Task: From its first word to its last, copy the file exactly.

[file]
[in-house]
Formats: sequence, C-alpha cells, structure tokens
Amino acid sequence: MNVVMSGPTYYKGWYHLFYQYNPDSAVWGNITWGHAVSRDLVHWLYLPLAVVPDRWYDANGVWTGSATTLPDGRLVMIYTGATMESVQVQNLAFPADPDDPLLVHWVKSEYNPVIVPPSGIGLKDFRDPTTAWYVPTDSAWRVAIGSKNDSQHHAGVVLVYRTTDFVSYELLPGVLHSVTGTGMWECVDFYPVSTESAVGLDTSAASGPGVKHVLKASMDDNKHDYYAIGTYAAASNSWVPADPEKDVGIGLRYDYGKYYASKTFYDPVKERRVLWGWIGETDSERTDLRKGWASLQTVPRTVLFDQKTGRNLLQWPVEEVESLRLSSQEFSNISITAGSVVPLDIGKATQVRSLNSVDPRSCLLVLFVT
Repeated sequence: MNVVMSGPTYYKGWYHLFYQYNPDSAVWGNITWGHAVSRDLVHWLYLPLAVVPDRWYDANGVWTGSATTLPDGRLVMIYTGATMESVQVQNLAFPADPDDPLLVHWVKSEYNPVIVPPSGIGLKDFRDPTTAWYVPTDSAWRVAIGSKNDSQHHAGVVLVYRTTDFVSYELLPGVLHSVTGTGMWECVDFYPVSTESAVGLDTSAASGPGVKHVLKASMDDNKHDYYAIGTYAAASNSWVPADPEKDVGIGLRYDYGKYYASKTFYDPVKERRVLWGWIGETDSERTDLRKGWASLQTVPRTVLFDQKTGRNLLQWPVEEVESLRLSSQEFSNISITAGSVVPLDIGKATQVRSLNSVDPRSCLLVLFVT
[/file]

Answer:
[in-house]
Formats: sequence, C-alpha cells, structure tokens
Amino acid sequence: MNVVMSGPTYYKGWYHLFYQYNPDSAVWGNITWGHAVSRDLVHWLYLPLAVVPDRWYDANGVWTGSATTLPDGRLVMIYTGATMESVQVQNLAFPADPDDPLLVHWVKSEYNPVIVPPSGIGLKDFRDPTTAWYVPTDSAWRVAIGSKNDSQHHAGVVLVYRTTDFVSYELLPGVLHSVTGTGMWECVDFYPVSTESAVGLDTSAASGPGVKHVLKASMDDNKHDYYAIGTYAAASNSWVPADPEKDVGIGLRYDYGKYYASKTFYDPVKERRVLWGWIGETDSERTDLRKGWASLQTVPRTVLFDQKTGRNLLQWPVEEVESLRLSSQEFSNISITAGSVVPLDIGKATQVRSLNSVDPRSCLLVLFVT
Repeated sequence: MNVVMSGPTYYKGWYHLFYQYNPDSAVWGNITWGHAVSRDLVHWLYLPLAVVPDRWYDANGVWTGSATTLPDGRLVMIYTGATMESVQVQNLAFPADPDDPLLVHWVKSEYNPVIVPPSGIGLKDFRDPTTAWYVPTDSAWRVAIGSKNDSQHHAGVVLVYRTTDFVSYELLPGVLHSVTGTGMWECVDFYPVSTESAVGLDTSAASGPGVKHVLKASMDDNKHDYYAIGTYAAASNSWVPADPEKDVGIGLRYDYGKYYASKTFYDPVKERRVLWGWIGETDSERTDLRKGWASLQTVPRTVLFDQKTGRNLLQWPVEEVESLRLSSQEFSNISITAGSVVPLDIGKATQVRSLNSVDPRSCLLVLFVT